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Journal cover: Corporate Governance

Corporate Governance

ISSN: 1472-0701

Online from: 2001

Subject Area: Business Ethics and Law

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Ownership structure, corporate governance and bank efficiency: an empirical analysis of panel data from the banking industry in Ghana


Document Information:
Title:Ownership structure, corporate governance and bank efficiency: an empirical analysis of panel data from the banking industry in Ghana
Author(s):Godfred A. Bokpin, (Graduate School of Economics, Osaka University, Osaka, Japan and the Department of Finance, University of Ghana Business School, Accra, Ghana)
Citation:Godfred A. Bokpin, (2013) "Ownership structure, corporate governance and bank efficiency: an empirical analysis of panel data from the banking industry in Ghana", Corporate Governance, Vol. 13 Iss: 3, pp.274 - 287
Keywords:Bank efficiency, Banks, Corporate governance, Ghana, Organizational structures, Ownership structure
Article type:Research paper
DOI:10.1108/CG-05-2010-0041 (Permanent URL)
Publisher:Emerald Group Publishing Limited
Acknowledgements:The author wishes to express his appreciation to the Research and Conferences Committee, University of Ghana Business School, Legon, for financial support, and to thank Professor Wataru Ohta and Professor David Flath, Osaka University, Japan, for useful comments. The findings, opinions and recommendations are those of the author.Received May 2010 Accepted April 2011
Abstract:

PurposeThe purpose of this paper is to document the effect of ownership structure and corporate governance on bank efficiency in the Ghanaian banking industry.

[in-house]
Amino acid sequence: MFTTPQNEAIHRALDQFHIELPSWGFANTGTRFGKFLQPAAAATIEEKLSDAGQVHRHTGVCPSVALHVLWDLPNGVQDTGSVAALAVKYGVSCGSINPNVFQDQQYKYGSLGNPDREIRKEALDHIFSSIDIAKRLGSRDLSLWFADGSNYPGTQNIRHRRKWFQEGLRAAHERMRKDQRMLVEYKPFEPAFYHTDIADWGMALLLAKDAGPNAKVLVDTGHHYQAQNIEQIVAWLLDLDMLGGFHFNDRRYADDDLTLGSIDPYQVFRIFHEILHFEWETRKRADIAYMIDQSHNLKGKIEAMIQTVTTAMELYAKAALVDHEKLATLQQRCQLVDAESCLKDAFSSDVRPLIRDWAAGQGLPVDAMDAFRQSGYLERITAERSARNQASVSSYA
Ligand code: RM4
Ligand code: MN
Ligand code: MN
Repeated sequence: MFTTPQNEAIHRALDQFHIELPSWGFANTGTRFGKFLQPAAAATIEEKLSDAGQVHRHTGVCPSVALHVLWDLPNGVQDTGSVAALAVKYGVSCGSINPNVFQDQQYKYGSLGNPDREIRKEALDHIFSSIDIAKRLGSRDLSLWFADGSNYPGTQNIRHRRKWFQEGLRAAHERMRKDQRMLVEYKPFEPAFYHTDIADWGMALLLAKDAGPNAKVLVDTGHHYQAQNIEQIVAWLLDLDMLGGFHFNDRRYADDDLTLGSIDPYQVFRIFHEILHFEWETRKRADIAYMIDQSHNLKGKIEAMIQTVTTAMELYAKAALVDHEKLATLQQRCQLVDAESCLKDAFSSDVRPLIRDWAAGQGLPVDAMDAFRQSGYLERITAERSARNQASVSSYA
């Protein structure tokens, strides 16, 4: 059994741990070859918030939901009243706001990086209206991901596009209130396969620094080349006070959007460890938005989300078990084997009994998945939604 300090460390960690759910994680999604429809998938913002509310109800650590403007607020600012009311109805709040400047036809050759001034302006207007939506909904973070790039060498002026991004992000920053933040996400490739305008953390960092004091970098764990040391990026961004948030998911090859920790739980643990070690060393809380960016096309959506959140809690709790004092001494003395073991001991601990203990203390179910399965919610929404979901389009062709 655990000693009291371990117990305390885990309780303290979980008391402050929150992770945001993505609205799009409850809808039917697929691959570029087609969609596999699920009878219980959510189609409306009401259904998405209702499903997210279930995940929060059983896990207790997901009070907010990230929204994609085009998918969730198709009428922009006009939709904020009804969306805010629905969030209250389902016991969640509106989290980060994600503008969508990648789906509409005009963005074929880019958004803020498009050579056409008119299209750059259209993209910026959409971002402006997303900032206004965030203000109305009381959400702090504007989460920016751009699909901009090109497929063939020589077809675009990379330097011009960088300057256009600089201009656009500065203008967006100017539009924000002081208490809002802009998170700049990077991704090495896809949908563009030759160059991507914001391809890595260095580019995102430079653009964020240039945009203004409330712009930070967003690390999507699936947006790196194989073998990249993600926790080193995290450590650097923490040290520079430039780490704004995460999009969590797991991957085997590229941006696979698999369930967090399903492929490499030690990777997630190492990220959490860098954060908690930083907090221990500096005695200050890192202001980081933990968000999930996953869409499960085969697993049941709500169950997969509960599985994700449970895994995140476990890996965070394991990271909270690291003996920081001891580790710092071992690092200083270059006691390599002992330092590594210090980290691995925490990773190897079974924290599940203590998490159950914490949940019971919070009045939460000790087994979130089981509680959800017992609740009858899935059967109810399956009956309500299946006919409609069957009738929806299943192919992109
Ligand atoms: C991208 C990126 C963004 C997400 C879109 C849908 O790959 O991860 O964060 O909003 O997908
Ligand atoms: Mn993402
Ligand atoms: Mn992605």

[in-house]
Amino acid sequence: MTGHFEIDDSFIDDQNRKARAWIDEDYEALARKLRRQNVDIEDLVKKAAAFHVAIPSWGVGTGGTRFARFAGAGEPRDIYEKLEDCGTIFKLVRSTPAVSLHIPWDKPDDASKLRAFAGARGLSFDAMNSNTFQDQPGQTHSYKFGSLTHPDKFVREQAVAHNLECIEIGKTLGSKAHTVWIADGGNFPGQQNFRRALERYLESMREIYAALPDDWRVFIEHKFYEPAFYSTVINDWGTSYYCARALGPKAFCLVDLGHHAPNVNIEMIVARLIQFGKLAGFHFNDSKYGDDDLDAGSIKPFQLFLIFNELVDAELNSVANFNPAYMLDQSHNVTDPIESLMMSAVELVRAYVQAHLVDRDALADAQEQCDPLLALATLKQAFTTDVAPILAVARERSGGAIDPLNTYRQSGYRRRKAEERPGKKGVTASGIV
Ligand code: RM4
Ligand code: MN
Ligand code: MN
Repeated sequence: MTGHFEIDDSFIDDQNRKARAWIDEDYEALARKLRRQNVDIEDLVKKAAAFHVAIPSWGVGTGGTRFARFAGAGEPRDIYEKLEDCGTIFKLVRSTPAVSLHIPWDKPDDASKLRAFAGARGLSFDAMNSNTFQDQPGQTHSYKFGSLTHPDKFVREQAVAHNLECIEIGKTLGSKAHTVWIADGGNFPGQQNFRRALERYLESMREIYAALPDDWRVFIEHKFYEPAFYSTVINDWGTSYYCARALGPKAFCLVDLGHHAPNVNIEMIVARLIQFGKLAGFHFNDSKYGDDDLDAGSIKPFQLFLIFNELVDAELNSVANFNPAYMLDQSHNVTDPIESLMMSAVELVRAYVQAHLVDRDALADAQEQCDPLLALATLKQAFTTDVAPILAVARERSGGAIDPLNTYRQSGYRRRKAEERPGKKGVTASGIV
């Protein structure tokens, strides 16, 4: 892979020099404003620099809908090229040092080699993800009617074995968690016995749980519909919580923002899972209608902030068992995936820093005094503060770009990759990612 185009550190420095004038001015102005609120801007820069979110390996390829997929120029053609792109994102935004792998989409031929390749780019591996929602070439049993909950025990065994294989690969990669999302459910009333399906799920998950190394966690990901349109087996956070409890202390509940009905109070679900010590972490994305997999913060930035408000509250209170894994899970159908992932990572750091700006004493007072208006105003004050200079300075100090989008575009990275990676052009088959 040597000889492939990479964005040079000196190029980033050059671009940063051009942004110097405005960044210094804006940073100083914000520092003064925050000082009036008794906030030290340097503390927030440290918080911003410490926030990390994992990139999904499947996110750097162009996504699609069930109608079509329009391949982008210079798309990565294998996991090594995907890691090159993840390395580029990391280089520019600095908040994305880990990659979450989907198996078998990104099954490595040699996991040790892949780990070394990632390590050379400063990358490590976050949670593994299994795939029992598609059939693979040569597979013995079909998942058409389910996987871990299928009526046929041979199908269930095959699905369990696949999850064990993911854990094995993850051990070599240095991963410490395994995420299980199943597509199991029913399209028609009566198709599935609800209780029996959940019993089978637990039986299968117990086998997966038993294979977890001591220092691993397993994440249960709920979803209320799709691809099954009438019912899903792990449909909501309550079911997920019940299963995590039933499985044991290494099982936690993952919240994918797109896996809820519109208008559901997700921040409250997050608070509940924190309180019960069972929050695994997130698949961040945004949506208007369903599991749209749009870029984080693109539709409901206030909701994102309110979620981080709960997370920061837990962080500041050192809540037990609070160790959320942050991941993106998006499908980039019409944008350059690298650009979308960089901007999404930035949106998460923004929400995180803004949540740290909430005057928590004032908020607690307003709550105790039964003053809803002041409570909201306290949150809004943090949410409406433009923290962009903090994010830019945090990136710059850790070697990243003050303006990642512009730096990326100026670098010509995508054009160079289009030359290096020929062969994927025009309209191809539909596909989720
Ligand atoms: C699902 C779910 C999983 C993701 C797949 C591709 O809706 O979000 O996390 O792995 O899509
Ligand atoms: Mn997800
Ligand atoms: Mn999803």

Design/methodology/approachThe author applies both accounting data and efficiency measures from the period 1999-2007 via panel data analysis. Efficiency is measured by computing distances from the stochastic frontiers of estimated translog cost and profit functions. These efficiency measures are regressed on ownership and governance variables with dummy variables for bank types.

FindingsThe results show that foreign banks are more cost-efficient than domestic banks, but not necessarily more profit-efficient. Nevertheless, foreign banks are more profitable than domestic banks and enjoy better quality loans. Managerial ownership leads to the cost inefficiency of banks. Banks with inside ownership are unprofitable overall but maintain a high loan quality. Governance (a larger board size) strongly improves profit efficiency but slightly worsens banks' cost efficiency. Finally, the capital adequacy ratio and bank size are both significant predictors of bank efficiency in Ghana.

Originality/valueFew, if any, studies have been carried out in the Ghanaian banking industry.



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